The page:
We could argue that there is an inciting incident; Mr. Hawkins has died. But, what are the complications? There are things that happen as a result of the death (the Harkers are rich, Jonathan is nervous and they’ll be going to London) but those aren’t complications. There is no crisis here either. Jonathan isn’t debating whether he’ll accept the inheritance or the added responsibility at work. Without a crisis there can be no climax or resolution. There is nothing here for us to latch on to emotionally. The reader is kept at arm’s length. Without the five commandments this passage, like poor Mr. Hawkins, is dead.

How to Lose a Guy in 10 Days, screenplay by Burr Steers, Kristen Buckley and Brian Regan

This lovers reunite scene may not have depth of meaning, but it does work. It’s a core scene and it does turn on the global value of love/hate. The five commandments, and their type, are as follows:

  1. Inciting Incident: Andie gets out of the taxi to confront Ben. (causal)
  2. Turning Point Progressive Complication: Ben calls bullshit on Andie’s reason for leaving New York. (active)
  3. Crisis: Does Andie choose Ben or her career? (irreconcilable goods)
  4. Climax: Andie chooses Ben.
  5. Resolution: The lovers reunite.

At this point in the movie, the audience wants Ben and Andie to get back together. We’re emotionally invested in their relationship because we’re living vicariously through them. Even though this film is like cotton candy, I’d put money on the fact that the vast majority of scenes work on the commandment level (the overall story structure is also rock solid). It’s marketed as a romantic comedy and it delivers.

Once you understand scenes at the commandment level, and have them working in your own novel, it’s time to add another layer of meaning to your scene. It’s time to identify the story event.

What is a Story Event?

In the Story Grid editing tools, the story event shows up in the third column on the spreadsheet.


It looks innocent enough but to be honest, until I started to study with Shawn directly, I was never quite sure what to do with it. Sometimes I listed a chapter summary, other times I listed where the action took place or referenced the scene architecture; basically, I included anything that might jog my memory as to what the scene was about.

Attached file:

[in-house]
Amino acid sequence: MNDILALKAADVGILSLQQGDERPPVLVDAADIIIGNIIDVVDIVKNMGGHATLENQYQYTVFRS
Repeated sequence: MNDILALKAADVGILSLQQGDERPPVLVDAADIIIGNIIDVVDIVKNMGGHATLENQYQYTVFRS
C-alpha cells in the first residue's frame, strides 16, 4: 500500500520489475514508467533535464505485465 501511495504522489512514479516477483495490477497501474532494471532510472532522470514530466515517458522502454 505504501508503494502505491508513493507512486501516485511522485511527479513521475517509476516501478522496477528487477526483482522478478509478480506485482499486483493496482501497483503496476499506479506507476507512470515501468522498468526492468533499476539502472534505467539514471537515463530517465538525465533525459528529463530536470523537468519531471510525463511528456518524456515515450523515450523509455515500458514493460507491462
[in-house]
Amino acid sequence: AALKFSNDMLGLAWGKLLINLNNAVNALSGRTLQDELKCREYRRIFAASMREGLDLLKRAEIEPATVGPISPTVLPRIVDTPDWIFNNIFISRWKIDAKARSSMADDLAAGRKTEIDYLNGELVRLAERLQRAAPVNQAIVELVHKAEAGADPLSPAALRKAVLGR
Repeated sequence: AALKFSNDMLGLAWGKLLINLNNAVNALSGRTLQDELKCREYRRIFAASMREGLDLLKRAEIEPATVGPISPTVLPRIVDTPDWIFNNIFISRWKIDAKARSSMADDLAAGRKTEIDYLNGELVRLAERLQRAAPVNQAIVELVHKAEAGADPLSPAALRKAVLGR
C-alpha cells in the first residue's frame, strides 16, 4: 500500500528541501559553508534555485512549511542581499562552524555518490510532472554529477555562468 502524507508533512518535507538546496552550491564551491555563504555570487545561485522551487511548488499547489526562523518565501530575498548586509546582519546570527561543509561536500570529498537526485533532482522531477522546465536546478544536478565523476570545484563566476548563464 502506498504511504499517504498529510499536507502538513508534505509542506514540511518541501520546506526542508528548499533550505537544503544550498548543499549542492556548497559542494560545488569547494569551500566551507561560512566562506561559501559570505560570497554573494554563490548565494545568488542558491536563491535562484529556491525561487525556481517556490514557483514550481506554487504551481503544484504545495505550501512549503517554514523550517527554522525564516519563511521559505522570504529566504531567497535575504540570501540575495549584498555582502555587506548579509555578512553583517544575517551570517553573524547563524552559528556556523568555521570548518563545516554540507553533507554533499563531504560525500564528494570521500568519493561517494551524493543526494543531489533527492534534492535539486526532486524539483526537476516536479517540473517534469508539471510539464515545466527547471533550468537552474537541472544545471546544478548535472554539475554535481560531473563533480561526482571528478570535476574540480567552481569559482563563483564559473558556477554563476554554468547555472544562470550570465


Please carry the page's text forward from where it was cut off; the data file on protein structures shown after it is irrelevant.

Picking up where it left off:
It turns out that scenes that work have at least one story event which is listed in as concise a manner possible, and articulates how that scene moves the story forward.

In Pride and Prejudice: The Story Grid Edition, Shawn states that, “A story event is an active change of life value for one or more characters as a result of conflict (one character’s desires clash with another’s)”. That’s a mouthful, but really what he’s talking about are the five commandments, but rather than listing them, he’s telling us what they do.

Scenes require conflict and that conflict ratchets up until the protagonist no longer knows how to handle the situation. In other words, scenes have progressive complications that culminate at a turning point which gives rise to a crisis. The active change in life value happens through the turning point, crisis and climax of the scene. At the end of the scene (the resolution) the protagonist is in a different place than he was at the beginning (the inciting incident).

Therefore, knowing how to accurately identify the 5Cs in a scene goes a long way to identifying the story event, but there’s more to it than that. In addition to the five commandments, we also have to understand both the literal and essential action of the scene, and the value shift.

Literal and Essential Action

Story Grid Editors Anne Hawley and Leslie Watts wrote a phenomenal Fundamental Fridays article all about literal and essential action and I urge you to study it. They go into it in much more detail than I have room to do here.